When it comes to using personal mobile devices at work, employees are becoming ever-more demanding; and most companies are apparently rethinking their mobile policies.
In response to increasing demand from their employees, many companies are now fast-tracking policy changes in order to support the use of employees’ personal devices at work. According to the latest survey by global management consulting firm McKinsey among 250 Chief Information Officers, 56% of respondents reported strong demand from employees to support a wide range of mobile devices. As many as 77% of the CIOs were planning to allow staff to use personal mobile devices to access company data and applications. Mobile device innovations are “being introduced at a frenetic pace (…) and with each innovation comes a new set of uses and opportunities,” underlines the McKinsey report. Some 30% of the CIOs surveyed said laptop computers were likely to be replaced by tablets in the coming years.
Improving business performance
The survey also highlights that fact that mobility can benefit business in several ways: first, by enhancing employee-to-employee communication, with greater access to e-mail and calendars, plus opportunities of having spontaneous mobile videoconferences. Secondly, mobile fosters out-of-office productivity when employees are allowed remote access to company content and applications. Thirdly, smart sensors can be used to automate or control processes and systems, making them more efficient, and can thus “spark novel business models.” And mobile IT isn’t just good for productivity. By increasing the number and depth of the points of contact, mobility innovations “can allow businesses to engage their customers in fundamentally new ways,” stresses McKinsey.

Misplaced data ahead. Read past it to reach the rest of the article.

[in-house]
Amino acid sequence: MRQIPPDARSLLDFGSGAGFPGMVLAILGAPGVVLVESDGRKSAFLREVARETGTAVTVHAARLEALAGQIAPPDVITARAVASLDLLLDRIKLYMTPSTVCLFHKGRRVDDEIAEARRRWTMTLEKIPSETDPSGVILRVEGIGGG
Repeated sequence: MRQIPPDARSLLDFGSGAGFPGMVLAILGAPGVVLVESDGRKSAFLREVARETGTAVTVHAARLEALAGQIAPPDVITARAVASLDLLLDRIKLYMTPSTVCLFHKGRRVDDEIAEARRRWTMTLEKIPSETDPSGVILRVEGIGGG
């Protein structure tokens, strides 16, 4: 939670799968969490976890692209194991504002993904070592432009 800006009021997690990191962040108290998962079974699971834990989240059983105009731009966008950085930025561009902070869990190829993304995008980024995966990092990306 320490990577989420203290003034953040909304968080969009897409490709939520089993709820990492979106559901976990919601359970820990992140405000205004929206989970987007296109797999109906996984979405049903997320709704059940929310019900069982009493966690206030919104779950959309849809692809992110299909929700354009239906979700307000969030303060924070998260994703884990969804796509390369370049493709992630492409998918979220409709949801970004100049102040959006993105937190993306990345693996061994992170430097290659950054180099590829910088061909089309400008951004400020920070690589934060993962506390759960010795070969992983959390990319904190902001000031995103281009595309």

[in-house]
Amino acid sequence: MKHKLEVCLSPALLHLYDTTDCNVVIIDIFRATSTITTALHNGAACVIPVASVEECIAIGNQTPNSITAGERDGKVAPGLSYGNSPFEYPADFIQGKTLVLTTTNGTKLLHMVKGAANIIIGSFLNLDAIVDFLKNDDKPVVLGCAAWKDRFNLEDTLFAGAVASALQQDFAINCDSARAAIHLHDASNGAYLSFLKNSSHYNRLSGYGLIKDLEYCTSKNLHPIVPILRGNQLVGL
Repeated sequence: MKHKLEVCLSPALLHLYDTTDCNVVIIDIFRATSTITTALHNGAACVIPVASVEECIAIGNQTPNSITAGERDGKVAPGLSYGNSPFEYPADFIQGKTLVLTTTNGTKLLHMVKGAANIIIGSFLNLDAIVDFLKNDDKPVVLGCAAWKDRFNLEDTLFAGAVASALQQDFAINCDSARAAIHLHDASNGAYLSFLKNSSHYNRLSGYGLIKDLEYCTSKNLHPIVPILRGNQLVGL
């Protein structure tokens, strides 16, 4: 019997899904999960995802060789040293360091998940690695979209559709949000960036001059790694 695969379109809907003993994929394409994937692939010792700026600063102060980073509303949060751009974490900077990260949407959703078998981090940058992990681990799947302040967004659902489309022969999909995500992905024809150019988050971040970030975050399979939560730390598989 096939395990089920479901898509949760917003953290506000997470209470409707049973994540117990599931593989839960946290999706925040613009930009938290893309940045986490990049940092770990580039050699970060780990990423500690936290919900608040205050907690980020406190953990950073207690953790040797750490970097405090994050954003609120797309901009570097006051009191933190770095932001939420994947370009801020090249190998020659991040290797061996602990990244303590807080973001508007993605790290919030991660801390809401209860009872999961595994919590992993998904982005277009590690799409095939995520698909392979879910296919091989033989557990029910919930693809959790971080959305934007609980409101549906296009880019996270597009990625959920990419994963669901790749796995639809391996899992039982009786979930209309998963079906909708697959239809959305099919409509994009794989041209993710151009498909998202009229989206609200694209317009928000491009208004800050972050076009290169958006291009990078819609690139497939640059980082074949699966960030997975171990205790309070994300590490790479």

Three major challenges
Mobility has the potential to greatly improve business performance, but it comes with three major challenges, many CIOs agree. First, data security risk is the primary barrier to broad mobile deployments within the enterprise – some 45%of the CIOs surveyed viewed security as a major challenge. Secondly, mobility is expensive, 41% of the CIOs citing cost as a critical challenge. Thirdly, governance, since mobility “doesn’t clearly fit within any traditional IT silo.” At the same time it demands a flexible strategy where priorities can be changed at regular intervals on the basis of mobility needs, CIOs told the McKinsey researchers.